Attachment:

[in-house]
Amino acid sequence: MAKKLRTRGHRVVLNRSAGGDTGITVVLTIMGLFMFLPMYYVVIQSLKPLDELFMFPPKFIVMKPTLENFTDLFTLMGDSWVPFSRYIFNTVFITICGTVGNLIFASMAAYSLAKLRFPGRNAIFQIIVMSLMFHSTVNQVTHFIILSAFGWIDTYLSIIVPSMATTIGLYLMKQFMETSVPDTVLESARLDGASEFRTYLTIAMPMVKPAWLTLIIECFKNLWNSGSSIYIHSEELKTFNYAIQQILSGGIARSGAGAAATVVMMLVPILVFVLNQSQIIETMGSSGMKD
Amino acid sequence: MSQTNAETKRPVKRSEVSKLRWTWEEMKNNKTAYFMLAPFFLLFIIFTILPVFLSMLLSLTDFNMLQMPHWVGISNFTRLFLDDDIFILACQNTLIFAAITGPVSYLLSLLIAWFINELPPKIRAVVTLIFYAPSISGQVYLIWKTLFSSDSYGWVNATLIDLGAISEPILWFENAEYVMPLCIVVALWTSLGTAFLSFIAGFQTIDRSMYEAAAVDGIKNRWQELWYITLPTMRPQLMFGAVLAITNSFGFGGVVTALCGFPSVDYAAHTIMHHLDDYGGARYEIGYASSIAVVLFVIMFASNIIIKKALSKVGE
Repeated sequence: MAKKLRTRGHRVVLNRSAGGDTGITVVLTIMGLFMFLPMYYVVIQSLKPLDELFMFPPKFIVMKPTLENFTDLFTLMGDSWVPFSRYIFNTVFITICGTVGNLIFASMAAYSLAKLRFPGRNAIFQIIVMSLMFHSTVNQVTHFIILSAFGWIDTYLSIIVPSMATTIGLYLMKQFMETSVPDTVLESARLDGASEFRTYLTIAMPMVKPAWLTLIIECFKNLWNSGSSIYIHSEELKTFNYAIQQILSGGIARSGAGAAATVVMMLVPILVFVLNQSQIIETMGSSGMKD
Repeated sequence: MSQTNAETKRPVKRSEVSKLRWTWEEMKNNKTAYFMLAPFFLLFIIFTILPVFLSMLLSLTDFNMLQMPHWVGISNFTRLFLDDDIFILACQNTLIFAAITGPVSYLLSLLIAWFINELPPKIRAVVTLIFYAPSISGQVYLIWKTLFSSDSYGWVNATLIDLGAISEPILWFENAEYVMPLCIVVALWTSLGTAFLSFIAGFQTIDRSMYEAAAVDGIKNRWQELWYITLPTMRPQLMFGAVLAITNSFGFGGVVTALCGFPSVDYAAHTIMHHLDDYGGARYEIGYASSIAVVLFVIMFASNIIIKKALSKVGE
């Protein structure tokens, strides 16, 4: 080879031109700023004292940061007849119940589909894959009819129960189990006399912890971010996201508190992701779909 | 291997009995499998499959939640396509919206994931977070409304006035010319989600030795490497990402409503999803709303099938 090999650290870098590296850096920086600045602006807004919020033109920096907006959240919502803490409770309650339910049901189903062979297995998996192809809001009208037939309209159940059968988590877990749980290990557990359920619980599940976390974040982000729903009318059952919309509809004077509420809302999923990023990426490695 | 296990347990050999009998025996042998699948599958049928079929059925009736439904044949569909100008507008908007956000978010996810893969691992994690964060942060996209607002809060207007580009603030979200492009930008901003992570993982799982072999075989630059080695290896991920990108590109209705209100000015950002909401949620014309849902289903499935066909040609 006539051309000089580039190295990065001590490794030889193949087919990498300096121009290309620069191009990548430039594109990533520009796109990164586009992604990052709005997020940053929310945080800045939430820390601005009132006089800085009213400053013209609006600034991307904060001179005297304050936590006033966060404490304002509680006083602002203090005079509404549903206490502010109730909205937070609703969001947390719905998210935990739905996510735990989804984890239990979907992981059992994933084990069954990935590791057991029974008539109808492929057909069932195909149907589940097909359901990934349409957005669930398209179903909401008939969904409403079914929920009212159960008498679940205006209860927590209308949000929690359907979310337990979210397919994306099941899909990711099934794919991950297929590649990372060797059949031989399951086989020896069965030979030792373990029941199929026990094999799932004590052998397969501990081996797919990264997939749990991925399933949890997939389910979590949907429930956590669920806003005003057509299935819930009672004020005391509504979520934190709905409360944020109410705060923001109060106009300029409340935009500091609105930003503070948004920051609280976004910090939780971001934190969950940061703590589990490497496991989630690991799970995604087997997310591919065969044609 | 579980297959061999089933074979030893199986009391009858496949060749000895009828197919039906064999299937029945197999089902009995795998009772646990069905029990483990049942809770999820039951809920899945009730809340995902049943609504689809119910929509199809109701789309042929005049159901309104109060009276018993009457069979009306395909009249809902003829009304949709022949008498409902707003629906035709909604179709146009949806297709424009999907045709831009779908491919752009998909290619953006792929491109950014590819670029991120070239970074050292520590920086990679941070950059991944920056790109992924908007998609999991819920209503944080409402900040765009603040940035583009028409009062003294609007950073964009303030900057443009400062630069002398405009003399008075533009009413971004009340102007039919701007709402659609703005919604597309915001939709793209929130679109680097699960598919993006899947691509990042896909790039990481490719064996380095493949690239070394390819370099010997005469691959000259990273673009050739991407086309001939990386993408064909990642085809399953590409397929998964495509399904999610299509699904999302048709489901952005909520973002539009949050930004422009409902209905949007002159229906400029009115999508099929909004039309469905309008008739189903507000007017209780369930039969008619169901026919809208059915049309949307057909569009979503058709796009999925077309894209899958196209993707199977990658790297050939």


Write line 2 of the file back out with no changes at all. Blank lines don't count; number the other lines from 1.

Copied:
Amino acid sequence: MAKKLRTRGHRVVLNRSAGGDTGITVVLTIMGLFMFLPMYYVVIQSLKPLDELFMFPPKFIVMKPTLENFTDLFTLMGDSWVPFSRYIFNTVFITICGTVGNLIFASMAAYSLAKLRFPGRNAIFQIIVMSLMFHSTVNQVTHFIILSAFGWIDTYLSIIVPSMATTIGLYLMKQFMETSVPDTVLESARLDGASEFRTYLTIAMPMVKPAWLTLIIECFKNLWNSGSSIYIHSEELKTFNYAIQQILSGGIARSGAGAAATVVMMLVPILVFVLNQSQIIETMGSSGMKD